Walking to School
In accordance with Washington State Law, suggested walk paths are developed for each elementary school that has students who walk to and from school. Routes are based on traffic patterns, existing traffic controls, and other safety precautions such as school patrols. Suggested walk paths limit the number of street crossings so students are more likely to cross a street in groups.
If your child walks to school, walk the route together ahead of time. Point out landmarks on the way. Teach them to wait for traffic lights and the crossing guard, walk rather than run, and cross in crosswalks. If your child rides the bus, talk about crossing in front of the bus only after the driver tells them it is OK. It is important to teach and practice safe pedestrian skills with our children as well as provide responsible adult supervision as they travel to and from school. To encourage safety and improve your trip to and from school please follow these recommendations.
- Your school's regulations for walking to and from school
- The safest place to cross the street
- What the traffic lights mean
- Who the safety patrol/crossing guards are and what they do to help children
- Where to walk if there is no sidewalk
- The best route to school
- Not to ride with or talk to strangers
- Not to walk between parked cars or buses
- Encourage your child to walk in groups
- Organize responsible adults to accompany the children as they walk to and from school.
- Be safe! Be seen! Brightly colored clothing makes it easier for drivers to see you during the daytime. But at night, you need to have a flashlight or wear special reflective material on your shoes, cap, or jacket that bounces the car's lights off you and back to the driver.
- Walk on the sidewalk or a walking path. When there is no sidewalk and you have to walk on the road, be sure to walk facing traffic.
- Always walk when crossing, the street, never run across the street to catch a ball or chase a toy, a friend, or a pet.
- Darting out in front of a parked car is dangerous. The driver of the car coming down the street can't see you.
- Cross at corners and use crosswalks whenever possible; always stay within the lines of the crosswalk.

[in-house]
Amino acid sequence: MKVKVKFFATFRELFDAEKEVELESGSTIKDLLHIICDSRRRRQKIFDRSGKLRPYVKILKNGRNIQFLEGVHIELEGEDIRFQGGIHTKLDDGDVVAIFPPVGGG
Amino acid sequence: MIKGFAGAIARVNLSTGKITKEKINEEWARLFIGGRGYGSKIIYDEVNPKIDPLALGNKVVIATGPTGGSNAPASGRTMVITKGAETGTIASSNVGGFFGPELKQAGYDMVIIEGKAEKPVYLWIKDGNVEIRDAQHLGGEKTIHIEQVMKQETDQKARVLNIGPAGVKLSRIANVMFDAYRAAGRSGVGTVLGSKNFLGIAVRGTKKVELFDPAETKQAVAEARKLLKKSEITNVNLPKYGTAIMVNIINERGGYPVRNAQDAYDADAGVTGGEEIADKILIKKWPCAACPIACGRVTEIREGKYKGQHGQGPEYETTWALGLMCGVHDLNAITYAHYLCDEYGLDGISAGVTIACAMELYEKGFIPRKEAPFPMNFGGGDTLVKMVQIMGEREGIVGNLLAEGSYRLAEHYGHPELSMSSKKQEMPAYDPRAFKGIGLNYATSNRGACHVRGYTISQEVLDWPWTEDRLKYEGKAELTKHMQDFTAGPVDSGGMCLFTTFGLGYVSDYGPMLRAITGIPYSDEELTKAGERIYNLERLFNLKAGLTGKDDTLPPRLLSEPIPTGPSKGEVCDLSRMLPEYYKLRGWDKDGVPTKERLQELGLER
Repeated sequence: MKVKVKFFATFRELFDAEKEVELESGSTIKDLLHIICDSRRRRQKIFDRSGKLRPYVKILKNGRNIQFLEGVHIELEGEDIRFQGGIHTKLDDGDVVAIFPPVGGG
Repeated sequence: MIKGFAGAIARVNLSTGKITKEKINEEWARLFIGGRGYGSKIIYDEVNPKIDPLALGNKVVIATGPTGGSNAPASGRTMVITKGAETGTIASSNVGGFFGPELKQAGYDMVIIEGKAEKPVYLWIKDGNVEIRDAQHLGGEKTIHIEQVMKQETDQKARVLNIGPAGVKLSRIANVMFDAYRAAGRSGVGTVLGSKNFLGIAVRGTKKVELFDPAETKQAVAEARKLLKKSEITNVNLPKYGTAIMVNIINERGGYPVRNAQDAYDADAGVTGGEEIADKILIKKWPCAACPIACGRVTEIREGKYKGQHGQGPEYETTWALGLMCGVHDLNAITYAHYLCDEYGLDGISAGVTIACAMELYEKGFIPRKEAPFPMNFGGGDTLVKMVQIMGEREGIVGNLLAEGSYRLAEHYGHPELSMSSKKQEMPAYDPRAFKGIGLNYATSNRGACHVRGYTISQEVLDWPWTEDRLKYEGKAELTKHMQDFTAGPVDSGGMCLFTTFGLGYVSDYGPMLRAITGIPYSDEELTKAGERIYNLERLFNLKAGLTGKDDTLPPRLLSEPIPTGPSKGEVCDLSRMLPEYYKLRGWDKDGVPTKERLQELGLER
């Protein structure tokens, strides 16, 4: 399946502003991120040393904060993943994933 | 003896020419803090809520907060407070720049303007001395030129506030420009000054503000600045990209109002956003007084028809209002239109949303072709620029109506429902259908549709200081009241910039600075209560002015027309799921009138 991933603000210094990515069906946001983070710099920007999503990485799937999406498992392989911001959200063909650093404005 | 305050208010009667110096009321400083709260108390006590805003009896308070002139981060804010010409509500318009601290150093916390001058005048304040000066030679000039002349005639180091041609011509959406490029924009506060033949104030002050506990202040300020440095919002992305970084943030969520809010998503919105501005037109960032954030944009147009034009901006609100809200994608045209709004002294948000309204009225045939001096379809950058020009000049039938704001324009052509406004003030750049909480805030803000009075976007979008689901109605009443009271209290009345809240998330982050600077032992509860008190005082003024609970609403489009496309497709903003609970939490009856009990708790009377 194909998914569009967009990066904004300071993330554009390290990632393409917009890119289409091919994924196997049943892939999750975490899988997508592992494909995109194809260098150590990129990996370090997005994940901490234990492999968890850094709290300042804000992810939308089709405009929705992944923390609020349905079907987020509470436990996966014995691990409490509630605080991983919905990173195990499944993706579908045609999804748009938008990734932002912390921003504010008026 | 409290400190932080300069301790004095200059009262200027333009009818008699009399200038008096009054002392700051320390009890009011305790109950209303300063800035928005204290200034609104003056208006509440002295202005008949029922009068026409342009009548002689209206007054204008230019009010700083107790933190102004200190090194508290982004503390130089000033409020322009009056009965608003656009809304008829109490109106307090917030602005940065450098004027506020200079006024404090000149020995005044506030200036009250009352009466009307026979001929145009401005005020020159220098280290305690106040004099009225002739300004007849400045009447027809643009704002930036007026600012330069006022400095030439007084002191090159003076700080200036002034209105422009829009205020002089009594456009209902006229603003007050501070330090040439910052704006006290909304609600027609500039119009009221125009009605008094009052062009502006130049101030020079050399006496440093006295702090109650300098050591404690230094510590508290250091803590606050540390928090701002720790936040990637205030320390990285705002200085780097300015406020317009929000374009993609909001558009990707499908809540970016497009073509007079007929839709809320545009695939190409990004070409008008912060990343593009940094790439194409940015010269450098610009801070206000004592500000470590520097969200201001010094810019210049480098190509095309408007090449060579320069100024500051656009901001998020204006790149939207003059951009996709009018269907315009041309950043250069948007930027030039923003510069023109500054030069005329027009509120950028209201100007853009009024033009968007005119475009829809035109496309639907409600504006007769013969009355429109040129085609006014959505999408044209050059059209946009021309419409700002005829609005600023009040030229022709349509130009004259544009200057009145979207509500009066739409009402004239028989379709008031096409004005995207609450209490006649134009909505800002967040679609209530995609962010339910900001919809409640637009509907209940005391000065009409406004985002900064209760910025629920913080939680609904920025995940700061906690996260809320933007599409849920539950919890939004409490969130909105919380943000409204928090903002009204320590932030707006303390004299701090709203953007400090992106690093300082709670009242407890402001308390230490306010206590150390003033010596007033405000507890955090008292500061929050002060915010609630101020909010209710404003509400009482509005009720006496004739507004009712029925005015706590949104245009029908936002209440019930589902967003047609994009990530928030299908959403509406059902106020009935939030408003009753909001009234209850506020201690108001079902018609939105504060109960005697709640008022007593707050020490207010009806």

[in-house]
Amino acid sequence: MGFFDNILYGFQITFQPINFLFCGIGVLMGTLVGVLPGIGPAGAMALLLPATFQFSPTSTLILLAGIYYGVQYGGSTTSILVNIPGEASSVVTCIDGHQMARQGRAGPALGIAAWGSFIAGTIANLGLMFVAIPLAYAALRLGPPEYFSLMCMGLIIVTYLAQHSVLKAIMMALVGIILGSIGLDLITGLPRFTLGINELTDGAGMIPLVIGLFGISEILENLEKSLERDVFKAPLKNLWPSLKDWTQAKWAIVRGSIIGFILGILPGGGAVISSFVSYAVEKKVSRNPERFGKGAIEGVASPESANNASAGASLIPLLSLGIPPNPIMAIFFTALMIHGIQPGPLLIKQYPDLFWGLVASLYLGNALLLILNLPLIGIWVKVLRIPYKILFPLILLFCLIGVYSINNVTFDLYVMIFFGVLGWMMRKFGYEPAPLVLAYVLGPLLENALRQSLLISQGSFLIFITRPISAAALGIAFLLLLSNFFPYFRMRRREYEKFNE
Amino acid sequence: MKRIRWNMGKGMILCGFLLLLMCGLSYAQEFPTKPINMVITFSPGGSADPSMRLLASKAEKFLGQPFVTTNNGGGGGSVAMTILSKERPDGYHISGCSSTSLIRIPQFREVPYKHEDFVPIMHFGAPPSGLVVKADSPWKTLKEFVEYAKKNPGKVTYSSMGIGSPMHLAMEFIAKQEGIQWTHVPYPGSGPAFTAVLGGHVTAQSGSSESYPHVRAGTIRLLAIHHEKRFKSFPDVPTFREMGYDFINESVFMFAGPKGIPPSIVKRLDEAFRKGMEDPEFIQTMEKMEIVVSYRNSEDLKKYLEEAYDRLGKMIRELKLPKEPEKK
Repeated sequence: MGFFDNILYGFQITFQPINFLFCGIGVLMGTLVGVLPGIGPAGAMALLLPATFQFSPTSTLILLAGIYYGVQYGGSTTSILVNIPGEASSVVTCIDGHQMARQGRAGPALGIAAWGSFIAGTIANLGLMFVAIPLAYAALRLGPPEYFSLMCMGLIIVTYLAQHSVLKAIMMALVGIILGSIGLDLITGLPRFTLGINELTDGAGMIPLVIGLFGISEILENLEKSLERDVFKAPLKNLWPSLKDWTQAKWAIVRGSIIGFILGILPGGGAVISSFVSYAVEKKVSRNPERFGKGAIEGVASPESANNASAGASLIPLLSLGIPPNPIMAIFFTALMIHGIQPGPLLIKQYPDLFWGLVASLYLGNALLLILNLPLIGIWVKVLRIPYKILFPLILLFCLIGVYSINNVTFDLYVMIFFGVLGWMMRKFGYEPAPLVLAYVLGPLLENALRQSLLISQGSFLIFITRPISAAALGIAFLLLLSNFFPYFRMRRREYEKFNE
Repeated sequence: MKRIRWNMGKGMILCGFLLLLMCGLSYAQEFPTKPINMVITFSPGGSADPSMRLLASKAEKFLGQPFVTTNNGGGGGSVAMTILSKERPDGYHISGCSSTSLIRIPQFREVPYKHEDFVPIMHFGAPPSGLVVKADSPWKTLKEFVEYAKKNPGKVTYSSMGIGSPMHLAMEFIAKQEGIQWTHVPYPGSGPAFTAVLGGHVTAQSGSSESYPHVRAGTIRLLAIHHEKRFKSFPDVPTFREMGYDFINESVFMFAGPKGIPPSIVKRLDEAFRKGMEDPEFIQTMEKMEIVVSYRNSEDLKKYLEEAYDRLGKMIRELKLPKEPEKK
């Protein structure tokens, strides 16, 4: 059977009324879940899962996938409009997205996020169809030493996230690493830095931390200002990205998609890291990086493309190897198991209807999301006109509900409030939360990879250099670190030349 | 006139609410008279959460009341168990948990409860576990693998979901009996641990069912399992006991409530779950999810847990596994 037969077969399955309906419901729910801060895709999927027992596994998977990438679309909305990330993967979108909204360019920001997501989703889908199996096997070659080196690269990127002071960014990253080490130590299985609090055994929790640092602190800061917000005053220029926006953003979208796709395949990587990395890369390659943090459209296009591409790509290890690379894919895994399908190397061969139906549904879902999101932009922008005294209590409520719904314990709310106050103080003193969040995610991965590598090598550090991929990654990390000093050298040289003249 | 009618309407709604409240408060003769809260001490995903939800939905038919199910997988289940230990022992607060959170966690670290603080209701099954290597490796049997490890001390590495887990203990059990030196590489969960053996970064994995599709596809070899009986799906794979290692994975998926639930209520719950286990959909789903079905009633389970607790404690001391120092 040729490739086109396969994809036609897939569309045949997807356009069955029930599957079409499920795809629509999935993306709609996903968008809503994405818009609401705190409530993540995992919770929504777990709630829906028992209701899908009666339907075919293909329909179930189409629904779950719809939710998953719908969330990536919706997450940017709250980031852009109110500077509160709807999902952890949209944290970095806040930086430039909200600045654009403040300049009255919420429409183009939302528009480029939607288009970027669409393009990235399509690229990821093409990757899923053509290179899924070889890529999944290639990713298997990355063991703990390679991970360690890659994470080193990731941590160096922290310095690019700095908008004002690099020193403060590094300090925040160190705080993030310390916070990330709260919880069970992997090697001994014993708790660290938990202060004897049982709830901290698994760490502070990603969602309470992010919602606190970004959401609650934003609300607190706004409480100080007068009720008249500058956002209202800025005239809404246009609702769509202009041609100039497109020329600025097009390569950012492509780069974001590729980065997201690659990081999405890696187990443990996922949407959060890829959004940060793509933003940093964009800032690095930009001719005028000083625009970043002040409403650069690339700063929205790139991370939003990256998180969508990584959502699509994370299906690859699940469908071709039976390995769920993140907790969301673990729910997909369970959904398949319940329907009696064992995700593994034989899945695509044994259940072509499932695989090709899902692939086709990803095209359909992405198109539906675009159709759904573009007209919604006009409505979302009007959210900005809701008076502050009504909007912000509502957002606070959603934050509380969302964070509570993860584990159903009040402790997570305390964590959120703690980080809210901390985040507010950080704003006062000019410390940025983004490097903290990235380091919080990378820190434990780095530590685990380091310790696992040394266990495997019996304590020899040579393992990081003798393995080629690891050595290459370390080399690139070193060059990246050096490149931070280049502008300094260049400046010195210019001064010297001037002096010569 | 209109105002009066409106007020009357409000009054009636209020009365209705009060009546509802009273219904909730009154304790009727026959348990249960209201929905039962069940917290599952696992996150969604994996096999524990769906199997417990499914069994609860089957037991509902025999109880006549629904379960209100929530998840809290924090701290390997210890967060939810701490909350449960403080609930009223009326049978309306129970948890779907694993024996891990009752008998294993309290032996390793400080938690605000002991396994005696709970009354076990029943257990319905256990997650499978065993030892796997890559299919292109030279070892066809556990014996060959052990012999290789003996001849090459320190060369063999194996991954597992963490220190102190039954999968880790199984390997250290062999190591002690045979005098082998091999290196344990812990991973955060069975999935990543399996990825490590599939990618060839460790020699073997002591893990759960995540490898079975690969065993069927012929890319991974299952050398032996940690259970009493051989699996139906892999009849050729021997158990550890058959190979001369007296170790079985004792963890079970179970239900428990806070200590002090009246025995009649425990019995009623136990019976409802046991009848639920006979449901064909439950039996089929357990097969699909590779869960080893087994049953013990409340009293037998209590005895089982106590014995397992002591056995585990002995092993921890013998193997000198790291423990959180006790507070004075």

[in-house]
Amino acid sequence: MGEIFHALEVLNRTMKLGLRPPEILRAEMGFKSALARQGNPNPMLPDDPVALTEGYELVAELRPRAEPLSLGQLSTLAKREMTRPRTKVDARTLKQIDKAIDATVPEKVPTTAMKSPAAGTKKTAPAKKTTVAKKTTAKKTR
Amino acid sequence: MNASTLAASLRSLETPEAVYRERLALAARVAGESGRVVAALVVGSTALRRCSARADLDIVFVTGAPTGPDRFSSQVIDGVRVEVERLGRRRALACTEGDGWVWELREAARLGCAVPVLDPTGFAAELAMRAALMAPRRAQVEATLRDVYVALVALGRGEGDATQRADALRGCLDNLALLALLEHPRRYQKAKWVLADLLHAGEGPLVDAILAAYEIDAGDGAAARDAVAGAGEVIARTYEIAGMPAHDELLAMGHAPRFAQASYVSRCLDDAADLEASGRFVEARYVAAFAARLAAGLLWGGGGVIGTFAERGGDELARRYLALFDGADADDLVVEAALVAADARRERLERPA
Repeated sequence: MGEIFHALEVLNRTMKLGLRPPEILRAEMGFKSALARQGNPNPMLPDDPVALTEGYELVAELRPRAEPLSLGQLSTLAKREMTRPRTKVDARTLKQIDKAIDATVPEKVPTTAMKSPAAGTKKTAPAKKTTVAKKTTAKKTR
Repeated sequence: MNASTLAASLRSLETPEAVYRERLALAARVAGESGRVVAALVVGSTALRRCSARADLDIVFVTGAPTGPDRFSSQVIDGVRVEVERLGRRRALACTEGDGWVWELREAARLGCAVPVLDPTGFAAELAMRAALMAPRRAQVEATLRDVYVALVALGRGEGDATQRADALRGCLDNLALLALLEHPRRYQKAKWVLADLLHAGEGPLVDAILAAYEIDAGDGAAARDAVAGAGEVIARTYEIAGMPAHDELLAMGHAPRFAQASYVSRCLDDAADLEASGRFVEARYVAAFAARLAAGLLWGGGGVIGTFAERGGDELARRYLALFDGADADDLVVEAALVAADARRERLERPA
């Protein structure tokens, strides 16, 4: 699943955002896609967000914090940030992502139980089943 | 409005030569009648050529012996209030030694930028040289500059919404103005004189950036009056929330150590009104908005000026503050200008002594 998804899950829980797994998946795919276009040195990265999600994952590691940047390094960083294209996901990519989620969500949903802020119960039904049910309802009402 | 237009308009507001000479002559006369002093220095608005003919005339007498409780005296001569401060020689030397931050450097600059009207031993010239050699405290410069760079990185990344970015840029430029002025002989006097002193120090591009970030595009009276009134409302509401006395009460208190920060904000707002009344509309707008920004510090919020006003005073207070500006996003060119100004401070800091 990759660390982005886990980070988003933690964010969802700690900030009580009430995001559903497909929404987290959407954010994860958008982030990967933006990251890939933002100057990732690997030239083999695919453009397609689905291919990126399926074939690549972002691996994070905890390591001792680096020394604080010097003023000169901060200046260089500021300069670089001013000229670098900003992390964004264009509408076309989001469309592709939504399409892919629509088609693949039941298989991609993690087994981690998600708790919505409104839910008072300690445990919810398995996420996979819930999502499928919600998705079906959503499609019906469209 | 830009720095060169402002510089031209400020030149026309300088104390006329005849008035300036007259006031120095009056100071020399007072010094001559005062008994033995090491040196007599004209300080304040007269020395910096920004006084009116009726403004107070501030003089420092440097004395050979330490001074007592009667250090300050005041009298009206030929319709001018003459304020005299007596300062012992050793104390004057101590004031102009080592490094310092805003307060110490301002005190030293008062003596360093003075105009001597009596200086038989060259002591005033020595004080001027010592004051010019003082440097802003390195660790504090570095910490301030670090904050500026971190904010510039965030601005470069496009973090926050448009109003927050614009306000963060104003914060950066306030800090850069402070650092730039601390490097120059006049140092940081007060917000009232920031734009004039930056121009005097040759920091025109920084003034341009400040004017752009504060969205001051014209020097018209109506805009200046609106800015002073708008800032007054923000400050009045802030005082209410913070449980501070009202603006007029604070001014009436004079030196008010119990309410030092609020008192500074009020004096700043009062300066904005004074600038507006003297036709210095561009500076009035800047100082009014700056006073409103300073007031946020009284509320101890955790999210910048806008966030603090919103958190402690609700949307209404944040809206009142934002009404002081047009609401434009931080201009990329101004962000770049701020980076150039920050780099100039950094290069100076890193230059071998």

- Use intersections with signals and pedestrian buttons whenever possible.
- Never go for a walk with a stranger. Only walk with someone who your parents say is okay.
- Know what the different signs and signals mean and always follow them.
- Be careful around parked cars; stop, look left, look right, and look left again before stepping out from between parked cars.
- Stop at the curb or the edge of the road (if there is no curb) before you cross
- Stop and look left, then right, then left again, turning your head to see over your shoulder for moving cars, before you step into the street.
- Listen for the sound of car motors, car doors, sirens, and horns before you step into the street.
- If you see a car, wait until it goes by. Then look left, right, left again until no cars are coming. Be aware that cars may not stop even if you have the right-of-way.
- If a car is parked where you are crossing, look to make sure there is no driver and that the car is not running. Not to walk between parked cars or buses.
- Then go to the edge of the car and look left-right-left to see if cars are coming.
- When no cars are coming, WALK - do not run - across the road. Keep looking for cars while you are crossing
When parents are reluctant to allow their children to walk to school, safety is one of the most common reasons given. Providing adult supervision can help address safety concerns for families who live within walking distance to school, and a Walking School Bus program seeks to do just that along with a healthy dose of fun.